The name most people outside of Greenland know it as has a long history, dating back over a thousand years. As a National Geographic investigation into that history shows, there are multiple accounts of its naming — including the legend that explorer Erik the Red dubbed it “Greenland” to attract settlers and evidence that, around the ninth and tenth centuries, Greenland was actually significantly greener than it is now.
Go back even further in time, however, and you’d be likely to find an even greener landscape before you. That’s one of the biggest takeaways from a new Smithsonian Magazine article, which describes a paper recently published by a number of scientists, including the University of Cambridge’s Eske Willerslev. That paper argues that Greenland was once a more verdant land, home to a host of ancient animals — including mastodons.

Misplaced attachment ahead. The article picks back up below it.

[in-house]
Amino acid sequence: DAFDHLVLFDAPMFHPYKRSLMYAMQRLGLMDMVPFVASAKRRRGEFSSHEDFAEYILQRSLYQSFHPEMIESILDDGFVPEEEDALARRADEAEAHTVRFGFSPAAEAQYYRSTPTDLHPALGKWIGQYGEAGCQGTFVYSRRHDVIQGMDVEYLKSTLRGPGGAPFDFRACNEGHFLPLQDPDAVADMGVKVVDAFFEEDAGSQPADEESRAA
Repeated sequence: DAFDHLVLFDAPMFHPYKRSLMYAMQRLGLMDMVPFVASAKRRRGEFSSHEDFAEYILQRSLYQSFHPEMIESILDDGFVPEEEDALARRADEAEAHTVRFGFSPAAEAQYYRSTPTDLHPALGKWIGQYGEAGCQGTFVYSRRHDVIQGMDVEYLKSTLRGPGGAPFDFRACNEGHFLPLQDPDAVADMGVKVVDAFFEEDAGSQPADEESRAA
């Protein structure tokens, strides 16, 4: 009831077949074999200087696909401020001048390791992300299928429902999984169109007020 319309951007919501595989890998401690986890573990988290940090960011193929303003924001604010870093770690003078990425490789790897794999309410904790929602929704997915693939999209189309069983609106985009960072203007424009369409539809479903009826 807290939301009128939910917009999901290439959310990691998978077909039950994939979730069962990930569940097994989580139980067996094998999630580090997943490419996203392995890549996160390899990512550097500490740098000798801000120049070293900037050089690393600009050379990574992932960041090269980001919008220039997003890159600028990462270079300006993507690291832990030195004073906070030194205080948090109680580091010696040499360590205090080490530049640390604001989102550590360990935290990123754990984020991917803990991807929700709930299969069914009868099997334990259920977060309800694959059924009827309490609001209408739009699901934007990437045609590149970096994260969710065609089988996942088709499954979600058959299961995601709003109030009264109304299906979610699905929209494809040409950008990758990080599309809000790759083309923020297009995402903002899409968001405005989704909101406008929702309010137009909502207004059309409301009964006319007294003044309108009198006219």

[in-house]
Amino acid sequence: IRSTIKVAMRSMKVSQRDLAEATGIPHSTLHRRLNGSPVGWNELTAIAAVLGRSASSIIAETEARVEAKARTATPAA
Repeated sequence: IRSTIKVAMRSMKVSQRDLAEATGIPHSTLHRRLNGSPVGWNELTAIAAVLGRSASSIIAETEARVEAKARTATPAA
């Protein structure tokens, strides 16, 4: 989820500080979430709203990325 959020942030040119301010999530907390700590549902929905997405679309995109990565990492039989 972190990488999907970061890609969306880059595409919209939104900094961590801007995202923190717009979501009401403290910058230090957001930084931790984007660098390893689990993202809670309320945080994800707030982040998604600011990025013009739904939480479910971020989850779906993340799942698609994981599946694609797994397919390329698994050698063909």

This was a long time before Erik the Red first arrived on the scene, however. Willerslev and his colleagues analyzed ancient DNA to get a sense of what Greenland was like two million years ago. The result? Something that Willerslev described as “an ecosystem with no analog in the present day.”
These findings have been a long time in coming. As Smithsonian notes, scientists initially gathered materials in 2006 from the Kap Kobenhavn Formation. It wasn’t until much more recently that the team working to find DNA were able to use technology that could measure its presence. From there, they discovered evidence of dozens of plant species, as well as both land and marine animals.
It’s a big step towards understanding the ancient world — and a stunning reminder of what ancient Greenland was like.
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